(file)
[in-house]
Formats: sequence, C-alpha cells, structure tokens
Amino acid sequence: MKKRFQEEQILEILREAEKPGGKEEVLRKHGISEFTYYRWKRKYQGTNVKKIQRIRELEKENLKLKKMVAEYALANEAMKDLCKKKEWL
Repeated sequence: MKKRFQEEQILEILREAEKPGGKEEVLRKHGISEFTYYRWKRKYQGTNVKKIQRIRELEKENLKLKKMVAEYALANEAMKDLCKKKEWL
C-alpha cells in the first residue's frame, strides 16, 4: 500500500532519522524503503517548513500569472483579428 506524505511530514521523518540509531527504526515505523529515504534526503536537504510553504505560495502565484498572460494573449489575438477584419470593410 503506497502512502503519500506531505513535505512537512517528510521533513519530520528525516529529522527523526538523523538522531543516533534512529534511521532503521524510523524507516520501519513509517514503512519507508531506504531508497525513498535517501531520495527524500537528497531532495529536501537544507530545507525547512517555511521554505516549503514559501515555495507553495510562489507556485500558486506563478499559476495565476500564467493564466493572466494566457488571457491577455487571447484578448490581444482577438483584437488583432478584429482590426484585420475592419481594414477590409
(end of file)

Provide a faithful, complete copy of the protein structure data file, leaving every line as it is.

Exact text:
[in-house]
Formats: sequence, C-alpha cells, structure tokens
Amino acid sequence: MKKRFQEEQILEILREAEKPGGKEEVLRKHGISEFTYYRWKRKYQGTNVKKIQRIRELEKENLKLKKMVAEYALANEAMKDLCKKKEWL
Repeated sequence: MKKRFQEEQILEILREAEKPGGKEEVLRKHGISEFTYYRWKRKYQGTNVKKIQRIRELEKENLKLKKMVAEYALANEAMKDLCKKKEWL
C-alpha cells in the first residue's frame, strides 16, 4: 500500500532519522524503503517548513500569472483579428 506524505511530514521523518540509531527504526515505523529515504534526503536537504510553504505560495502565484498572460494573449489575438477584419470593410 503506497502512502503519500506531505513535505512537512517528510521533513519530520528525516529529522527523526538523523538522531543516533534512529534511521532503521524510523524507516520501519513509517514503512519507508531506504531508497525513498535517501531520495527524500537528497531532495529536501537544507530545507525547512517555511521554505516549503514559501515555495507553495510562489507556485500558486506563478499559476495565476500564467493564466493572466494566457488571457491577455487571447484578448490581444482577438483584437488583432478584429482590426484585420475592419481594414477590409